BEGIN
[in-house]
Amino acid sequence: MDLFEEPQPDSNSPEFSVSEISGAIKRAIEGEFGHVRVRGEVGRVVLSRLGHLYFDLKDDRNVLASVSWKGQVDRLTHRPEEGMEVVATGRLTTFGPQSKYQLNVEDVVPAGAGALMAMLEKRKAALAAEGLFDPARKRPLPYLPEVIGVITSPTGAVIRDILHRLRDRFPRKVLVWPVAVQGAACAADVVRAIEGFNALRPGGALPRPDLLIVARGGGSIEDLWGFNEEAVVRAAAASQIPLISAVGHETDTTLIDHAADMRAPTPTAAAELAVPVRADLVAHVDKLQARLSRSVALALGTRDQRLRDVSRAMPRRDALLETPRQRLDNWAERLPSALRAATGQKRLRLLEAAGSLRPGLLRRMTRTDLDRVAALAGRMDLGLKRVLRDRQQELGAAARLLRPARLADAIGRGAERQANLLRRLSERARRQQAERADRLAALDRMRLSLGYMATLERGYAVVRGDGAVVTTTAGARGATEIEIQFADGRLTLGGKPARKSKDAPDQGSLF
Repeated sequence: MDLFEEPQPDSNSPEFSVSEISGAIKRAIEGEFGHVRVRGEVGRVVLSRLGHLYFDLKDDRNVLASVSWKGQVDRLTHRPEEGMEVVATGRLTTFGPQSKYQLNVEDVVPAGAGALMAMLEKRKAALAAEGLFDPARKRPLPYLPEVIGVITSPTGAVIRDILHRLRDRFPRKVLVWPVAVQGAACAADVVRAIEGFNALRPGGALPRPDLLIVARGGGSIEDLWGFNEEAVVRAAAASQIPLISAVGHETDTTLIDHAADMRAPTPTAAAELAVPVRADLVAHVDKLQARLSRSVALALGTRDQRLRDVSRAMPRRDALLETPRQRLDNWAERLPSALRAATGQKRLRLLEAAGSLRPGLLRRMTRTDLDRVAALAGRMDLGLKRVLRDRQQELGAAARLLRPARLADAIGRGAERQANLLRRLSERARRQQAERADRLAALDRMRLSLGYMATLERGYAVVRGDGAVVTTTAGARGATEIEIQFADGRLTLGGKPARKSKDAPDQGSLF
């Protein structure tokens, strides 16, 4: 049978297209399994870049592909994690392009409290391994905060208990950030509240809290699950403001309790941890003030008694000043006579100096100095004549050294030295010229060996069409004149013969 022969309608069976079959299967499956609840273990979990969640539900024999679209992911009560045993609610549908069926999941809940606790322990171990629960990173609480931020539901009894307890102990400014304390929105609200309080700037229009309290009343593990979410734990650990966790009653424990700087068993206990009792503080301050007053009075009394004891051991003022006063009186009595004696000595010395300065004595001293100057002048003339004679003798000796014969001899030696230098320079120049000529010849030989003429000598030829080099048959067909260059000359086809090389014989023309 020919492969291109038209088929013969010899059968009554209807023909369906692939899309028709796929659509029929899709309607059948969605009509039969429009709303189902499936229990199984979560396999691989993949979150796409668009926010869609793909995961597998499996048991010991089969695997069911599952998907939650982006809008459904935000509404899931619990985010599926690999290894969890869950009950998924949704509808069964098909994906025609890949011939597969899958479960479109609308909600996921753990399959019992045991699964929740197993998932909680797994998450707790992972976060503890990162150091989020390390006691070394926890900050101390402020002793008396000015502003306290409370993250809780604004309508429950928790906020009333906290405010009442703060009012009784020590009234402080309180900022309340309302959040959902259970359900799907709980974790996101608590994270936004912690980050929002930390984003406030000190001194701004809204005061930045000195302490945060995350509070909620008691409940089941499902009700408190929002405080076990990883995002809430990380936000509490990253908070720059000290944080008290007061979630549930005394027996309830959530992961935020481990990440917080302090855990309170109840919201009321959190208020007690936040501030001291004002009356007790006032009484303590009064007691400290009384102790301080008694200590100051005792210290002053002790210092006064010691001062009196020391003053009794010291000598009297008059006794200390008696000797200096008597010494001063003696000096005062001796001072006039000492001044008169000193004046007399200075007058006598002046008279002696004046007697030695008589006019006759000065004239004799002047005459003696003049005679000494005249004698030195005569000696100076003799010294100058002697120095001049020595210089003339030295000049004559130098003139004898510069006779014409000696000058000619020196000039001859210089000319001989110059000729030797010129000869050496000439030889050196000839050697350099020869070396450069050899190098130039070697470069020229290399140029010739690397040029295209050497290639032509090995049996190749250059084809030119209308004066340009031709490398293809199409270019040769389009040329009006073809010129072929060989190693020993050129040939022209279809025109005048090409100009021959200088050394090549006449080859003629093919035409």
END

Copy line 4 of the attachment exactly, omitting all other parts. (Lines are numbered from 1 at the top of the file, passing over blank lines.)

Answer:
């Protein structure tokens, strides 16, 4: 049978297209399994870049592909994690392009409290391994905060208990950030509240809290699950403001309790941890003030008694000043006579100096100095004549050294030295010229060996069409004149013969 022969309608069976079959299967499956609840273990979990969640539900024999679209992911009560045993609610549908069926999941809940606790322990171990629960990173609480931020539901009894307890102990400014304390929105609200309080700037229009309290009343593990979410734990650990966790009653424990700087068993206990009792503080301050007053009075009394004891051991003022006063009186009595004696000595010395300065004595001293100057002048003339004679003798000796014969001899030696230098320079120049000529010849030989003429000598030829080099048959067909260059000359086809090389014989023309 020919492969291109038209088929013969010899059968009554209807023909369906692939899309028709796929659509029929899709309607059948969605009509039969429009709303189902499936229990199984979560396999691989993949979150796409668009926010869609793909995961597998499996048991010991089969695997069911599952998907939650982006809008459904935000509404899931619990985010599926690999290894969890869950009950998924949704509808069964098909994906025609890949011939597969899958479960479109609308909600996921753990399959019992045991699964929740197993998932909680797994998450707790992972976060503890990162150091989020390390006691070394926890900050101390402020002793008396000015502003306290409370993250809780604004309508429950928790906020009333906290405010009442703060009012009784020590009234402080309180900022309340309302959040959902259970359900799907709980974790996101608590994270936004912690980050929002930390984003406030000190001194701004809204005061930045000195302490945060995350509070909620008691409940089941499902009700408190929002405080076990990883995002809430990380936000509490990253908070720059000290944080008290007061979630549930005394027996309830959530992961935020481990990440917080302090855990309170109840919201009321959190208020007690936040501030001291004002009356007790006032009484303590009064007691400290009384102790301080008694200590100051005792210290002053002790210092006064010691001062009196020391003053009794010291000598009297008059006794200390008696000797200096008597010494001063003696000096005062001796001072006039000492001044008169000193004046007399200075007058006598002046008279002696004046007697030695008589006019006759000065004239004799002047005459003696003049005679000494005249004698030195005569000696100076003799010294100058002697120095001049020595210089003339030295000049004559130098003139004898510069006779014409000696000058000619020196000039001859210089000319001989110059000729030797010129000869050496000439030889050196000839050697350099020869070396450069050899190098130039070697470069020229290399140029010739690397040029295209050497290639032509090995049996190749250059084809030119209308004066340009031709490398293809199409270019040769389009040329009006073809010129072929060989190693020993050129040939022209279809025109005048090409100009021959200088050394090549006449080859003629093919035409």